Environmental Law And Policy

Environmental law and policy are constantly changing. New environmental regulations are issued almost every day. Court opinions regarding those regulations are issued almost as frequently. And on top of this, agencies continue to issue new guidance and policies interpreting the changing regulations. Keeping track of these changes and the potential implications is a formidable task. At Troutman Pepper, we have a large team of highly experienced environmental lawyers that specialize in a wide variety of environmental matters. We are tracking important environmental law and policy developments and posting about them here, along with our initial impressions as to what they could mean for the businesses to which they apply. Our mission is to help our clients, contacts, and friends stay current on the latest environmental laws and policies that will impact their businesses in the following areas:

Endangered Species

EPA Finalizes Clean Air Act Rule Allowing Some Major Sources to Re-Classify as Area Sources

On October 1, 2020, the Environmental Protection Agency (“EPA”) issued its final rule allowing for a source classified as a “major source” of hazardous air pollutants (“HAP”) under section 112(a) of the Clean Air Act to reclassify as an “area source.” A “major source” emits or has the “potential to emit” 10 tons per year or more of a single HAP or 25 tons per year or more of a combination of HAP. The EPA had long-followed the “once-in-always-in” policy, under which a facility that qualified as a major source of HAPs as of the “first substantive compliance date” of the applicable Maximum Achievable Control Technology (“MACT”) standard was permanently subject to that standard, even if the source was later able to reduce its emissions below major source applicability thresholds. With the final rule, branded as the “Major MACT to Area” (“MM2A”), EPA codified the withdrawal of the “once-in-always” policy and provided the requirements that apply to major sources choosing to reclassify, including reclassification that occurs after the first substantive compliance date of an applicable MACT standard.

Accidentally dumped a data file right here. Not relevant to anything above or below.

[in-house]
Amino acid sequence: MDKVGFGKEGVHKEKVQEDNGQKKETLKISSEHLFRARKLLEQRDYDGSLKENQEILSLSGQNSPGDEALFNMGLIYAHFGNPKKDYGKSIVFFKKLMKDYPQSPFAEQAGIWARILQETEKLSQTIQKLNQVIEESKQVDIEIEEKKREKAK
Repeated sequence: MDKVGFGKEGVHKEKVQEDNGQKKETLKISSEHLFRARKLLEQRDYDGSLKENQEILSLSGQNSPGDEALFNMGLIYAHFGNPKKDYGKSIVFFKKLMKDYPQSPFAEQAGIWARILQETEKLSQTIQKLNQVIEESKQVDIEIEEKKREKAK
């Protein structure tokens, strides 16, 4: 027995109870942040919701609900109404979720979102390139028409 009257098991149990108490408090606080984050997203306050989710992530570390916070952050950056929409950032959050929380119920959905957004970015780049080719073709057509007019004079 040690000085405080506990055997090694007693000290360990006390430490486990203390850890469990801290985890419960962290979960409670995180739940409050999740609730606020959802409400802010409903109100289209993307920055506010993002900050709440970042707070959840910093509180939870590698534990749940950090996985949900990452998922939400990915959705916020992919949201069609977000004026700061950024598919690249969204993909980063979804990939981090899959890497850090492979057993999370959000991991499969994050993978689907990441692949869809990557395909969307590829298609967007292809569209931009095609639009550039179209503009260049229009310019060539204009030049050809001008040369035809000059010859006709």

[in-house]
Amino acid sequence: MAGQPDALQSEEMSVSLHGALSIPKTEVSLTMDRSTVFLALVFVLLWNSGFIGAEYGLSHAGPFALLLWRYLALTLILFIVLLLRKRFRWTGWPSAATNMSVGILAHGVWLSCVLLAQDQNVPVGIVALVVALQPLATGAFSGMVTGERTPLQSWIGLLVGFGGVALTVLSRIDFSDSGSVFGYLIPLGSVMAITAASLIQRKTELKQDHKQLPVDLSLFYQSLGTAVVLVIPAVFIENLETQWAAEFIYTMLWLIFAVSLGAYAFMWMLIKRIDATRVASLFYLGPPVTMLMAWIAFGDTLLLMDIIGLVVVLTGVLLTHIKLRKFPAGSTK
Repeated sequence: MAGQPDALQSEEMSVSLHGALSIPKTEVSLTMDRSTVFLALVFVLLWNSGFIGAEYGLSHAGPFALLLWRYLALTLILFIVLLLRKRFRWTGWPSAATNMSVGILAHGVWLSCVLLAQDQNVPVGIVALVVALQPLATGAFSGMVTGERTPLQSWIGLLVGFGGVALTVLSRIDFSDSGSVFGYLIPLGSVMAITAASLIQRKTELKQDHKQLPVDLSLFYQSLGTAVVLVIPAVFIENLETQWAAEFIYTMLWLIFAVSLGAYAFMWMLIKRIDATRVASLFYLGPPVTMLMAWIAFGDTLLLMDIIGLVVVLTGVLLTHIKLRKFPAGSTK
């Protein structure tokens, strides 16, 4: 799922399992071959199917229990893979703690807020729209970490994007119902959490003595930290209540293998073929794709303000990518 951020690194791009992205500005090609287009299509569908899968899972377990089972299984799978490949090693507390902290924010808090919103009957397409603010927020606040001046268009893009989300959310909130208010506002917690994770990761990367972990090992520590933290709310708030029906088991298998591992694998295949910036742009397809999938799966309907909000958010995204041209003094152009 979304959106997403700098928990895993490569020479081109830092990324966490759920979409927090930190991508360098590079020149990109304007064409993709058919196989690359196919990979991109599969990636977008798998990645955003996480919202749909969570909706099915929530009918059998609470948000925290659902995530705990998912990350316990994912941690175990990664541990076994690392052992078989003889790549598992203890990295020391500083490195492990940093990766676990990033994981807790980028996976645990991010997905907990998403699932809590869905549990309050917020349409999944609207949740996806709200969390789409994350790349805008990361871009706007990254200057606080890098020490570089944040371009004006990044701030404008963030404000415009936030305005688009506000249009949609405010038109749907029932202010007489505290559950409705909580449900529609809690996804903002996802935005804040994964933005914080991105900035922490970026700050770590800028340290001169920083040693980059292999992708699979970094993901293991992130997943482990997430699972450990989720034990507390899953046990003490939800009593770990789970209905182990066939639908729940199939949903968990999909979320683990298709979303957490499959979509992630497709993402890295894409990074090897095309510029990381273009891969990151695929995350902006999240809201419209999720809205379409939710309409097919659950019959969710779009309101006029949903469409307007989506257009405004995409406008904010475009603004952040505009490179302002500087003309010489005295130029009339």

EPA Releases New Guidance on Startup, Shutdown, and Malfunction Provisions in State Regulations

State strategies for regulating air emissions during periods of startup, shutdown, and malfunction (SSM) have been a controversial topic in recent years. Air emissions can be higher during periods of SSM because emitting units are not in steady-state operation and some pollution control devices cannot be operated effectively or safely during such events. Since most air emission limitations are not crafted to cover periods when emission units are not operating normally, many states have adopted regulations in their Clean Air Act-required State Implementation Plans (SIPs) to provide compliance flexibility for sources during periods of SSM. These regulations typically take the form of either automatic or discretionary exemptions for emissions that exceed otherwise applicable limitations, or affirmative defenses to liability or penalties for violations asserted by enforcement authorities or private citizens.

In 2015, the Obama-administration EPA issued guidance finding that exemptions and affirmative defense provisions for SSM-related exceedances were inconsistent with the Clean Air Act since these provisions prevented emission limitations from applying on a “continuous” basis. EPA grounded its guidance in two D.C. Circuit decisions addressing SSM-related issues arising under Section 112 of the Clean Air Act, extending the court’s reasoning to find that state SSM regulations adopted under Section 110 of the Act were impermissible. Based on the guidance, EPA issued a “SIP call” requiring dozens of states and local jurisdictions to revise their SIPs by either eliminating their SSM provisions or modifying them to be consistent with the Agency’s new policy. The 2015 SIP call was promptly challenged in the D.C. Circuit, but had not yet been decided when the Trump administration took office in 2017 and requested the court to put the case on hold while it reconsidered the SIP call.